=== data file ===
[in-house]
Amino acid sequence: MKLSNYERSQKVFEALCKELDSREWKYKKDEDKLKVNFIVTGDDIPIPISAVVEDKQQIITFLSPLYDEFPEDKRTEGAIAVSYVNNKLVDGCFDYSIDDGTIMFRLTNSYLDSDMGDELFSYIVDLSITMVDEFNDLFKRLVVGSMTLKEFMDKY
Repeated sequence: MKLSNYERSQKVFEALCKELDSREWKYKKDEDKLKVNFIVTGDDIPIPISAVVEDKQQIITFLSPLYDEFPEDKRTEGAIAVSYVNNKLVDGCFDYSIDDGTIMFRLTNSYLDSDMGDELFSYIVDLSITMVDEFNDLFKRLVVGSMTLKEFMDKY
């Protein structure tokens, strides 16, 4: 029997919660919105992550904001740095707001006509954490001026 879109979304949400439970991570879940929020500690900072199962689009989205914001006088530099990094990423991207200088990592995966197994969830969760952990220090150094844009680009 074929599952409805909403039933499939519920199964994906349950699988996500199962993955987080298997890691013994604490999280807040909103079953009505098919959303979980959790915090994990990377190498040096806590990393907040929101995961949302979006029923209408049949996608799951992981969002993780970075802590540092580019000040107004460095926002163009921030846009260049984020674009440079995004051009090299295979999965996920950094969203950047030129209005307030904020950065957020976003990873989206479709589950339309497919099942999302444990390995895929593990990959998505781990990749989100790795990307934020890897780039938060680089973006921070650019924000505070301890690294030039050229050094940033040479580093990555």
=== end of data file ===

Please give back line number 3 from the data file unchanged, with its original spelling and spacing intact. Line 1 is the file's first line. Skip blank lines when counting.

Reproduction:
Repeated sequence: MKLSNYERSQKVFEALCKELDSREWKYKKDEDKLKVNFIVTGDDIPIPISAVVEDKQQIITFLSPLYDEFPEDKRTEGAIAVSYVNNKLVDGCFDYSIDDGTIMFRLTNSYLDSDMGDELFSYIVDLSITMVDEFNDLFKRLVVGSMTLKEFMDKY